As the Topix forums for commenting on local news stories are populated almost entirely by trolls focused on antagonizing and insulting one another, it wasn’t surprising that the sawing down, by persons unknown, of the 20 foot tall cross that’s been standing on public property on the Monterey Beach for the past 40 years resulted in an outpouring of vitriol, on several different Topix threads, aimed at “Liberals,” the ACLU, Obama, etc.
So it was a breath of fresh air to see a thoughtful comment, authored by “JDW” appear on one thread reading, in part:
The Latin Cross is the most widely recognized symbol of Christianity. It likely had its origins in the Roman Catholic Church, though they tend to favor the Crucifix, which has a depiction of the dying Christ, his passion and ultimate resurrection. Some Christians use the Latin Cross, some do not. However, to even the most casual observer, it is a Christian symbol. A solitary wooden cross, without adornment or embellishment, really has no other meaning. At the time of the Portola-Crespi expedition, it symbolized the Roman Catholic Monarchy of Spain and was likely placed somewhere on the coast of Monterey Bay by Spanish Catholic Missionaries and Explorers (Conquistadores) to claim the land as their own, even though other peoples had been living here for thousands of years. It’s unlikely that the spot chosen in 1969 by the well-meaning citizens of Monterey is anywhere near the original site of the cross, as the expedition followed the Salinas River to the sea. It’s more likely near Marina that the original cross was placed.
IF the intention of the citizens of Monterey was to commemorate the ‘discovery’ of Monterey by the Spanish by placing an interpretive monument, the plaque (and not the cross) would have been sufficient. IF they had wished to be historically accurate, it would have been somewhere else.
To say that the cross is simply a monument to history and NOT a religious symbol denigrates it as the powerful symbol that it is to both Christians and non-Christians alike. It does have meaning and its meaning is religious. And as such, it has no place on public land, whether it be state or city-owned.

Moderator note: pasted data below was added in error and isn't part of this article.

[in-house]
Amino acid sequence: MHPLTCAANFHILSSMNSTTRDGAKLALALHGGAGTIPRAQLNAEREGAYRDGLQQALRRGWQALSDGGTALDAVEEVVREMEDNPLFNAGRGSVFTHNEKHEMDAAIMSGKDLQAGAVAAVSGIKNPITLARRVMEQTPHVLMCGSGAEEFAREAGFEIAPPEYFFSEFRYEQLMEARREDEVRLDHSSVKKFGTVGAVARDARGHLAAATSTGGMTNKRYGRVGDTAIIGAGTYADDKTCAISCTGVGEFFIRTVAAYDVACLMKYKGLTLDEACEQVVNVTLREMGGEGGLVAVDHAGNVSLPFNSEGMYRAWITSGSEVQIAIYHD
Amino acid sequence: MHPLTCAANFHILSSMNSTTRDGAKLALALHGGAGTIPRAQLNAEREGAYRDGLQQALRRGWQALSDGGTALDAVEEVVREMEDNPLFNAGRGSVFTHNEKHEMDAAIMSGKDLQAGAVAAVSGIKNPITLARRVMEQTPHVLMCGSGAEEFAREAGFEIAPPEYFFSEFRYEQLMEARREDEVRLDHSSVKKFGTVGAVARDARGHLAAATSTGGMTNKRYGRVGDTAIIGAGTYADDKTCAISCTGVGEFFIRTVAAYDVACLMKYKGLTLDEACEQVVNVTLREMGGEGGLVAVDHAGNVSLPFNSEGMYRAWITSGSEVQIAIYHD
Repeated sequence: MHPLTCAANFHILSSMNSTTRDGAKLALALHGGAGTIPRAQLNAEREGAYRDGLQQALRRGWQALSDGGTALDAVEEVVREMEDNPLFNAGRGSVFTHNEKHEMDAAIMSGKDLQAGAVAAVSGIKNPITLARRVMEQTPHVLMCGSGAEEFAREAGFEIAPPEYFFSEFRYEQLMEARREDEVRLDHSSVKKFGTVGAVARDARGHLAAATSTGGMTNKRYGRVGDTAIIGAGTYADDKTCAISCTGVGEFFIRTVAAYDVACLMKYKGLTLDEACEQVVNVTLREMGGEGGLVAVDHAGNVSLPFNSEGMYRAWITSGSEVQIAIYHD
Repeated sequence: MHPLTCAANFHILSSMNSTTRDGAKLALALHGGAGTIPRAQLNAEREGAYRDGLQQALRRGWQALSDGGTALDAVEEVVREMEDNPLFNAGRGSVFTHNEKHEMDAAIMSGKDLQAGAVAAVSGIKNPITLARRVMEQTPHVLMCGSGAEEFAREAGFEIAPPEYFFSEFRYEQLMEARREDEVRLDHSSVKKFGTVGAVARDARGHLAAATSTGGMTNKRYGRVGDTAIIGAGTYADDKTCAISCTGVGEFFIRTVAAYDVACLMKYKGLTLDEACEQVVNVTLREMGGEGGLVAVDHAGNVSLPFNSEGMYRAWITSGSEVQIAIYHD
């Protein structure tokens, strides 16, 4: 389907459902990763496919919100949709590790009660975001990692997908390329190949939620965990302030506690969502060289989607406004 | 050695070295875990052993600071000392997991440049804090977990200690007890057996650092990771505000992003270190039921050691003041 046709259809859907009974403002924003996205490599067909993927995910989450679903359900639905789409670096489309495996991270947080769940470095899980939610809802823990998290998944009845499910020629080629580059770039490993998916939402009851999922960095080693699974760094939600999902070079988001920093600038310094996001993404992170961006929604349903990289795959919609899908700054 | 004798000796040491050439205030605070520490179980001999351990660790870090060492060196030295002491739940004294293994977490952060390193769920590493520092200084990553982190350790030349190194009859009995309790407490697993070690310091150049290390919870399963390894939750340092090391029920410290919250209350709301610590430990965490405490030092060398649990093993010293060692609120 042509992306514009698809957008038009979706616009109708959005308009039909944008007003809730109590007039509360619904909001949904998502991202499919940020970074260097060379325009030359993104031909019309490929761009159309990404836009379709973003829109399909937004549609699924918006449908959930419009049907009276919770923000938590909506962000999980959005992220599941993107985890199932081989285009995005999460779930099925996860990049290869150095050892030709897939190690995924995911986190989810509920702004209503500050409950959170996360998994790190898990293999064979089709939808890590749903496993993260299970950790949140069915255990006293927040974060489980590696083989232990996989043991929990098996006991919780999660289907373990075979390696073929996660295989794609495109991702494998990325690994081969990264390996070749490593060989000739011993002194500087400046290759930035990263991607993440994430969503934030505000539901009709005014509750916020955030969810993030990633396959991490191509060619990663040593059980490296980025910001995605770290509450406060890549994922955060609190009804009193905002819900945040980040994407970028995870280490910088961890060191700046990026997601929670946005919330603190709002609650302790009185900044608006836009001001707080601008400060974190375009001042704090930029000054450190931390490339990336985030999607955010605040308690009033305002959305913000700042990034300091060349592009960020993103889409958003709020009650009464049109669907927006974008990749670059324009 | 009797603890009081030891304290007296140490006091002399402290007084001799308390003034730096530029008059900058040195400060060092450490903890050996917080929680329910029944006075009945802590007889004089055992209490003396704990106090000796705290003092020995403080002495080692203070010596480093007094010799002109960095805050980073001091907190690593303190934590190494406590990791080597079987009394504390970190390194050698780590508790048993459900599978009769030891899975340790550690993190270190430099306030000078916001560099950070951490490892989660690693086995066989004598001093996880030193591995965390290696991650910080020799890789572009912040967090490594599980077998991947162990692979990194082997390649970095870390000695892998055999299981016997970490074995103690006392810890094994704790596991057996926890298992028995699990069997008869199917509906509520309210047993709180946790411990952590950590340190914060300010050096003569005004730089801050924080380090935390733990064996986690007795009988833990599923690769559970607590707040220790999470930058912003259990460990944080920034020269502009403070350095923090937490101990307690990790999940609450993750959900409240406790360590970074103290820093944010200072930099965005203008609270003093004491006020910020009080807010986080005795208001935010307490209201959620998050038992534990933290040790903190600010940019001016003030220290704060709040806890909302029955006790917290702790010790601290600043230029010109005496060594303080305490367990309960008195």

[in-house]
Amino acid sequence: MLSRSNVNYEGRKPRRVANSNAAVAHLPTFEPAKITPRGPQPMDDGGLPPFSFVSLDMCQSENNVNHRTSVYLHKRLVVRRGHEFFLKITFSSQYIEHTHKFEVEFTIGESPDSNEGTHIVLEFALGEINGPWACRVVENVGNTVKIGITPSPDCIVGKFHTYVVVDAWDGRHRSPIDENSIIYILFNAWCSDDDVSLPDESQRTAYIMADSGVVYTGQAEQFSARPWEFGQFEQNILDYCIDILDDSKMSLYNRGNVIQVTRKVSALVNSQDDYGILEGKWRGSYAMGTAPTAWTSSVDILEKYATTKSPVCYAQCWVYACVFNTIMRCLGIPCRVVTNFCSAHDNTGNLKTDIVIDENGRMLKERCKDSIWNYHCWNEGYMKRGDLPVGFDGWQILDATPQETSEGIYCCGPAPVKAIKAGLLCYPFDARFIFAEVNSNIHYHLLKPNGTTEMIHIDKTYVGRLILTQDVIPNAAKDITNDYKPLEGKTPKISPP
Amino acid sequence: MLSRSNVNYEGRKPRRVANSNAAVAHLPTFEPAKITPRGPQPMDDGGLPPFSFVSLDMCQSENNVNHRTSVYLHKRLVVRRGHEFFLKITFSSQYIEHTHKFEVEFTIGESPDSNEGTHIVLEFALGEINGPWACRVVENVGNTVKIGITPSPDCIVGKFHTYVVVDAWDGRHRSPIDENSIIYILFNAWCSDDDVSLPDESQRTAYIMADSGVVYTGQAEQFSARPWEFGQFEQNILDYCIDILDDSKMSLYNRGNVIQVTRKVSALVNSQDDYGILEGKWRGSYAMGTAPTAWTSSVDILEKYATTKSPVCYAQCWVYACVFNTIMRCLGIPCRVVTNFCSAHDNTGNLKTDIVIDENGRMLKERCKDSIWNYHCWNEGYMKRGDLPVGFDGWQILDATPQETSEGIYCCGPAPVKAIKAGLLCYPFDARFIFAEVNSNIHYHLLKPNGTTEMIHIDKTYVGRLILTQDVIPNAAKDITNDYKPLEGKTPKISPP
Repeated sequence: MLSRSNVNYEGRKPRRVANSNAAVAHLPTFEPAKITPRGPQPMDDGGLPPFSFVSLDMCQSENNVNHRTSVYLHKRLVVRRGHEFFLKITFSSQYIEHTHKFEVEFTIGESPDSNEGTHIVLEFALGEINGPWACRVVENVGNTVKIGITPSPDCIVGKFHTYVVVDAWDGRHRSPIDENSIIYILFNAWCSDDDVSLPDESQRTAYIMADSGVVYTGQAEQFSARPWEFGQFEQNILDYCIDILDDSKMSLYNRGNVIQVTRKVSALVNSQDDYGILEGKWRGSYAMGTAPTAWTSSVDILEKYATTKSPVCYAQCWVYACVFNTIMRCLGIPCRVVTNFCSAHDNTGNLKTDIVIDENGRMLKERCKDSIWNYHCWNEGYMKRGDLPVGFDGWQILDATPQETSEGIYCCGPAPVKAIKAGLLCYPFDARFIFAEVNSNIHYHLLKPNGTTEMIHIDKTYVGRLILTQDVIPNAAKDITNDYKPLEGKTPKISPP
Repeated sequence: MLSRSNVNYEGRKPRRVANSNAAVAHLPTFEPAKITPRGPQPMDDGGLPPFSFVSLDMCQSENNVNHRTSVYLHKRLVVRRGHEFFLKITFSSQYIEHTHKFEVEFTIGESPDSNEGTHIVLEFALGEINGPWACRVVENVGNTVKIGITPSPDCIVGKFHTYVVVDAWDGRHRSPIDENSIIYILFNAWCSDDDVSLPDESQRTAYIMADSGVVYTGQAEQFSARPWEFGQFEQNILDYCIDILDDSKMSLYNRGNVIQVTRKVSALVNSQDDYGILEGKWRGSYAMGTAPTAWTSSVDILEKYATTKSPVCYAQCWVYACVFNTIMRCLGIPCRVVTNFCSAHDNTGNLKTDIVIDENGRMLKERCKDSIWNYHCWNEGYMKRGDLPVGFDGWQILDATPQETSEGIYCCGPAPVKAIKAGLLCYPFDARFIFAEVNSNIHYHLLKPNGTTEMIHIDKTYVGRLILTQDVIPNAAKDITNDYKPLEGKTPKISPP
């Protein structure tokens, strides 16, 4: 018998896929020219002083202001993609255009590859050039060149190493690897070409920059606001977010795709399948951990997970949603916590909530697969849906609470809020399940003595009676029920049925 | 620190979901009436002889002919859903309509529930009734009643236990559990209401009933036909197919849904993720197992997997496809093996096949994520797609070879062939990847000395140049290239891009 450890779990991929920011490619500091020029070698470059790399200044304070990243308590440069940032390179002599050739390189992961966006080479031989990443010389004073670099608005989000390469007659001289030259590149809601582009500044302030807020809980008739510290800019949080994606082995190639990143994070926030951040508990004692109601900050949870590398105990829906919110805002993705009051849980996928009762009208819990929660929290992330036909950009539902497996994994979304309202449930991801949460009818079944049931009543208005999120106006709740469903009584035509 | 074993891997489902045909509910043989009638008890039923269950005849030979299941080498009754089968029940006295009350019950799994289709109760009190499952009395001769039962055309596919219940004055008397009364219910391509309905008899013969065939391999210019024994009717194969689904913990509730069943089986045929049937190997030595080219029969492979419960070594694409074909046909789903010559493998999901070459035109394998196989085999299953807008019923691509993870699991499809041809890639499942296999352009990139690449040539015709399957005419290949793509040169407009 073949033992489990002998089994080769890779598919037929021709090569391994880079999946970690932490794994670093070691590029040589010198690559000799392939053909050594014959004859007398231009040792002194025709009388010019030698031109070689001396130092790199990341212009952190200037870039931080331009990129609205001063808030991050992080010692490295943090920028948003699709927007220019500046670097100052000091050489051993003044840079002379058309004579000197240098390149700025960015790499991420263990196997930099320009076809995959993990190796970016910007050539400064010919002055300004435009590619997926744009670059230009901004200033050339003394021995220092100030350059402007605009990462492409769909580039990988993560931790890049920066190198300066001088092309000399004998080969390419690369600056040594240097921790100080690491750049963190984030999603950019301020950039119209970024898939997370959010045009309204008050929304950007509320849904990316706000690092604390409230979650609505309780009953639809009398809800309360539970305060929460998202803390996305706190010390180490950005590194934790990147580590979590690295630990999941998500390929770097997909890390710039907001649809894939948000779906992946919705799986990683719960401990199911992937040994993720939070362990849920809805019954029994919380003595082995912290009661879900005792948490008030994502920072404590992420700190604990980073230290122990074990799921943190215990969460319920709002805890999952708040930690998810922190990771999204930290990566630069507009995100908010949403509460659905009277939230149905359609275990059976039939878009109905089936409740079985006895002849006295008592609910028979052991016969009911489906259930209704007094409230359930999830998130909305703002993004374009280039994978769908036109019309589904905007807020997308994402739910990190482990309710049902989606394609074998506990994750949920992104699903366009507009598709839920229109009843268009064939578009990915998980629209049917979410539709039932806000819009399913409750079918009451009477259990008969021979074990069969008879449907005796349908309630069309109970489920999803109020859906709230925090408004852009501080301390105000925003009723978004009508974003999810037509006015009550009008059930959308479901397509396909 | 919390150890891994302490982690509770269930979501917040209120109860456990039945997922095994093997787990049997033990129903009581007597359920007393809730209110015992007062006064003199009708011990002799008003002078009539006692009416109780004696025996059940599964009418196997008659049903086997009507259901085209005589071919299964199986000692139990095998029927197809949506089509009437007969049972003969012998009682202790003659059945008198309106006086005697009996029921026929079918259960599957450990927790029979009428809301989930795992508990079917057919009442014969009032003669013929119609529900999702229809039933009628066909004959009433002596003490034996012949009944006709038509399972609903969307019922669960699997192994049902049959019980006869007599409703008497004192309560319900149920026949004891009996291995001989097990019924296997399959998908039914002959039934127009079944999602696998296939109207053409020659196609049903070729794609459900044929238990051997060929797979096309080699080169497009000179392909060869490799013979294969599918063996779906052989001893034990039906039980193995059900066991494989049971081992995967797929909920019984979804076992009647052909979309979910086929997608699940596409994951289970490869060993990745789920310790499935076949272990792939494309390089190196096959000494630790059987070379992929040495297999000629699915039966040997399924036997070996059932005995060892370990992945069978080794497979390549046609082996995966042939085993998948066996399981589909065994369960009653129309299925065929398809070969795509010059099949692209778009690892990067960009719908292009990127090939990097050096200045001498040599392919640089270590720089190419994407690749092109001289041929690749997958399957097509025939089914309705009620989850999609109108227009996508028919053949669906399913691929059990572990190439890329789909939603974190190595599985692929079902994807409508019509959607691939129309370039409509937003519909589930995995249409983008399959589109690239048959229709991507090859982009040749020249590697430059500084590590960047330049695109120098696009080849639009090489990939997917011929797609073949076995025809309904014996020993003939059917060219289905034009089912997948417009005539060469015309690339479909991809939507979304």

It is lamentable that the cross was cut down by vandals. I personally would have much preferred a civil debate on its merits as a monument and its meaning as a Christian symbol. There are many people who live in Monterey who are non-Christians. Do they not have the right to enjoy public lands free from Christian symbology? How do you think Native Americans view this reminder of their tragic historical interactions with Europeans? Does the fact that the cross is not historically accurate and that it is not suitable as an interpretive monument (claiming that it holds no religious meaning) satisfy anyone?
The preference of one religion over another or the support of a religious idea with no identifiable secular purpose is not allowed by the courts or the Constitution. To argue that a 20-foot Latin Cross is the only way to commemorate the ‘discovery’ of Monterey is preposterous. To say it is not a religious symbol is disingenuous. To cut it down without this debate is a crime.
Certainly a contribution of this kind could not fail to raise the level of the debate at least a little, could it?
Well, here’re some examples of what the trolls are saying in response:
“JDW, sounds like YOU chopped down the cross.”
“JDW sounds like someone with too much time on his/her hands, roaming around looking for ways to be offended. Get a life.”
“ACLU = ACORN”
“More of Obama and his people in action”
And best of all:
“All your words will not save you come the final judgment.If you were so smart you would have eyes to see god.Submit to Jesus Christ and live.Surrender not and parish.(sic)”
Talk about pearls before swine …